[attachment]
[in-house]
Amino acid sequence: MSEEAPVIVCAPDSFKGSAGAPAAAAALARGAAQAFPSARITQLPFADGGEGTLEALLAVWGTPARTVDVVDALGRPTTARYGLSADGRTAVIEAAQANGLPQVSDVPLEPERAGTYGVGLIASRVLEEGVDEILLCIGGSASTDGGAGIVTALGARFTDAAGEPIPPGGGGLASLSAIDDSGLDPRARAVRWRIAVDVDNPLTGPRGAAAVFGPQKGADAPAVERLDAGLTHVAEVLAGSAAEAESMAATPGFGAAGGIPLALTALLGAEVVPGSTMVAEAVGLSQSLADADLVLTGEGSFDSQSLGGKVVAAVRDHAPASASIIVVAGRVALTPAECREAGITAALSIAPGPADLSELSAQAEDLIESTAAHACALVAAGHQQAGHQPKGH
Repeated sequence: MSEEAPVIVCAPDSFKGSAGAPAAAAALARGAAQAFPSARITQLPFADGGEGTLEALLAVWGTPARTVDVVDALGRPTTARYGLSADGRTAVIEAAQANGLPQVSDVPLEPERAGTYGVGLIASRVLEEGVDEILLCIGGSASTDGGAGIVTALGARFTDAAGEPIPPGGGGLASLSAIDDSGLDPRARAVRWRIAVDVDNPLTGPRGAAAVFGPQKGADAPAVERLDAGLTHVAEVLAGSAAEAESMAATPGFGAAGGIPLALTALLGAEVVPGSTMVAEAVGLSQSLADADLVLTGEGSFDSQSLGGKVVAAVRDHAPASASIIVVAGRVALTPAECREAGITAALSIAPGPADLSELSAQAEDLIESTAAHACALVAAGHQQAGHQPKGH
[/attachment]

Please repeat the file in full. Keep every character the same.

[in-house]
Amino acid sequence: MSEEAPVIVCAPDSFKGSAGAPAAAAALARGAAQAFPSARITQLPFADGGEGTLEALLAVWGTPARTVDVVDALGRPTTARYGLSADGRTAVIEAAQANGLPQVSDVPLEPERAGTYGVGLIASRVLEEGVDEILLCIGGSASTDGGAGIVTALGARFTDAAGEPIPPGGGGLASLSAIDDSGLDPRARAVRWRIAVDVDNPLTGPRGAAAVFGPQKGADAPAVERLDAGLTHVAEVLAGSAAEAESMAATPGFGAAGGIPLALTALLGAEVVPGSTMVAEAVGLSQSLADADLVLTGEGSFDSQSLGGKVVAAVRDHAPASASIIVVAGRVALTPAECREAGITAALSIAPGPADLSELSAQAEDLIESTAAHACALVAAGHQQAGHQPKGH
Repeated sequence: MSEEAPVIVCAPDSFKGSAGAPAAAAALARGAAQAFPSARITQLPFADGGEGTLEALLAVWGTPARTVDVVDALGRPTTARYGLSADGRTAVIEAAQANGLPQVSDVPLEPERAGTYGVGLIASRVLEEGVDEILLCIGGSASTDGGAGIVTALGARFTDAAGEPIPPGGGGLASLSAIDDSGLDPRARAVRWRIAVDVDNPLTGPRGAAAVFGPQKGADAPAVERLDAGLTHVAEVLAGSAAEAESMAATPGFGAAGGIPLALTALLGAEVVPGSTMVAEAVGLSQSLADADLVLTGEGSFDSQSLGGKVVAAVRDHAPASASIIVVAGRVALTPAECREAGITAALSIAPGPADLSELSAQAEDLIESTAAHACALVAAGHQQAGHQPKGH